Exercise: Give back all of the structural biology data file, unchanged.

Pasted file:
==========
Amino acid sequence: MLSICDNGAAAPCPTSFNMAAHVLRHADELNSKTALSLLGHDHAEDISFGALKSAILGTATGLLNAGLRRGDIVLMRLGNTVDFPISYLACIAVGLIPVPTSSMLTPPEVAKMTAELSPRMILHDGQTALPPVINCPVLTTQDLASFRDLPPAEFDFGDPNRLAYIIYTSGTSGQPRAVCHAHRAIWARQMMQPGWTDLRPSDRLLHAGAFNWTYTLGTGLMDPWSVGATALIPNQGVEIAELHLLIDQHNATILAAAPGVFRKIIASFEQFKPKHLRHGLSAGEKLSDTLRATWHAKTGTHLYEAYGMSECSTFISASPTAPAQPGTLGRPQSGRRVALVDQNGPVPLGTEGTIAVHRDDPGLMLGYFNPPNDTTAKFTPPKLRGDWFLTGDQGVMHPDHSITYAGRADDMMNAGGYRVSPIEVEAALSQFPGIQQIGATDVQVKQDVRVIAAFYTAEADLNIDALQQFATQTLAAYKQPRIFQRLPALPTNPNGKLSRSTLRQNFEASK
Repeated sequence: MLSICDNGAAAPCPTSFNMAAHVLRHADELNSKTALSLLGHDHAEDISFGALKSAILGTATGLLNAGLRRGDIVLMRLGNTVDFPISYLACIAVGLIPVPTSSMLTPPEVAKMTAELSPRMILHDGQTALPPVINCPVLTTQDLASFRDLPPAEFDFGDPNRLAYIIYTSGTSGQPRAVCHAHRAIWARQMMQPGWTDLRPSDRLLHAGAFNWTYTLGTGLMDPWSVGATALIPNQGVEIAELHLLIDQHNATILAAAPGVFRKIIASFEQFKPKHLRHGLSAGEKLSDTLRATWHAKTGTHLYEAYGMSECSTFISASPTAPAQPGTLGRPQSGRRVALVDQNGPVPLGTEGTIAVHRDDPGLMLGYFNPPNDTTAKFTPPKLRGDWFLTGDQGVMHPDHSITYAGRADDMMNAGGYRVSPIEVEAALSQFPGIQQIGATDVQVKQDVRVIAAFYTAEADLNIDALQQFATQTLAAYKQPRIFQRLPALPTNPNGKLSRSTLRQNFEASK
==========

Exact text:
Amino acid sequence: MLSICDNGAAAPCPTSFNMAAHVLRHADELNSKTALSLLGHDHAEDISFGALKSAILGTATGLLNAGLRRGDIVLMRLGNTVDFPISYLACIAVGLIPVPTSSMLTPPEVAKMTAELSPRMILHDGQTALPPVINCPVLTTQDLASFRDLPPAEFDFGDPNRLAYIIYTSGTSGQPRAVCHAHRAIWARQMMQPGWTDLRPSDRLLHAGAFNWTYTLGTGLMDPWSVGATALIPNQGVEIAELHLLIDQHNATILAAAPGVFRKIIASFEQFKPKHLRHGLSAGEKLSDTLRATWHAKTGTHLYEAYGMSECSTFISASPTAPAQPGTLGRPQSGRRVALVDQNGPVPLGTEGTIAVHRDDPGLMLGYFNPPNDTTAKFTPPKLRGDWFLTGDQGVMHPDHSITYAGRADDMMNAGGYRVSPIEVEAALSQFPGIQQIGATDVQVKQDVRVIAAFYTAEADLNIDALQQFATQTLAAYKQPRIFQRLPALPTNPNGKLSRSTLRQNFEASK
Repeated sequence: MLSICDNGAAAPCPTSFNMAAHVLRHADELNSKTALSLLGHDHAEDISFGALKSAILGTATGLLNAGLRRGDIVLMRLGNTVDFPISYLACIAVGLIPVPTSSMLTPPEVAKMTAELSPRMILHDGQTALPPVINCPVLTTQDLASFRDLPPAEFDFGDPNRLAYIIYTSGTSGQPRAVCHAHRAIWARQMMQPGWTDLRPSDRLLHAGAFNWTYTLGTGLMDPWSVGATALIPNQGVEIAELHLLIDQHNATILAAAPGVFRKIIASFEQFKPKHLRHGLSAGEKLSDTLRATWHAKTGTHLYEAYGMSECSTFISASPTAPAQPGTLGRPQSGRRVALVDQNGPVPLGTEGTIAVHRDDPGLMLGYFNPPNDTTAKFTPPKLRGDWFLTGDQGVMHPDHSITYAGRADDMMNAGGYRVSPIEVEAALSQFPGIQQIGATDVQVKQDVRVIAAFYTAEADLNIDALQQFATQTLAAYKQPRIFQRLPALPTNPNGKLSRSTLRQNFEASK